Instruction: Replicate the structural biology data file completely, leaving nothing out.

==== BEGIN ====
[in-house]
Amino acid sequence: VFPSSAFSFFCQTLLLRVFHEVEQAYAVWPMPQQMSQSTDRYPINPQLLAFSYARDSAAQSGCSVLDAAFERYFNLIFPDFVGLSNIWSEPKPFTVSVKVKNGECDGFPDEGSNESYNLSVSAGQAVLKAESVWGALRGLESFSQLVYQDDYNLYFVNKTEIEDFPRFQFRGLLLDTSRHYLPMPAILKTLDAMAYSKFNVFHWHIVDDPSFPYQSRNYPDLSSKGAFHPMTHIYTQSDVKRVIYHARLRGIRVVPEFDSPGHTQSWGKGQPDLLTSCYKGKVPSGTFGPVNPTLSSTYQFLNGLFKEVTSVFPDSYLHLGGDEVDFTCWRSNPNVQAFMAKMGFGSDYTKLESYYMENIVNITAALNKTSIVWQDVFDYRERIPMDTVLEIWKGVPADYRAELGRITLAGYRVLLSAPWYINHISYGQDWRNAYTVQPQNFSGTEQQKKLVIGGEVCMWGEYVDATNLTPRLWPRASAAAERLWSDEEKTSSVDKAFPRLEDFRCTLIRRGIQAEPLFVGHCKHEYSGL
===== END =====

[in-house]
Amino acid sequence: VFPSSAFSFFCQTLLLRVFHEVEQAYAVWPMPQQMSQSTDRYPINPQLLAFSYARDSAAQSGCSVLDAAFERYFNLIFPDFVGLSNIWSEPKPFTVSVKVKNGECDGFPDEGSNESYNLSVSAGQAVLKAESVWGALRGLESFSQLVYQDDYNLYFVNKTEIEDFPRFQFRGLLLDTSRHYLPMPAILKTLDAMAYSKFNVFHWHIVDDPSFPYQSRNYPDLSSKGAFHPMTHIYTQSDVKRVIYHARLRGIRVVPEFDSPGHTQSWGKGQPDLLTSCYKGKVPSGTFGPVNPTLSSTYQFLNGLFKEVTSVFPDSYLHLGGDEVDFTCWRSNPNVQAFMAKMGFGSDYTKLESYYMENIVNITAALNKTSIVWQDVFDYRERIPMDTVLEIWKGVPADYRAELGRITLAGYRVLLSAPWYINHISYGQDWRNAYTVQPQNFSGTEQQKKLVIGGEVCMWGEYVDATNLTPRLWPRASAAAERLWSDEEKTSSVDKAFPRLEDFRCTLIRRGIQAEPLFVGHCKHEYSGL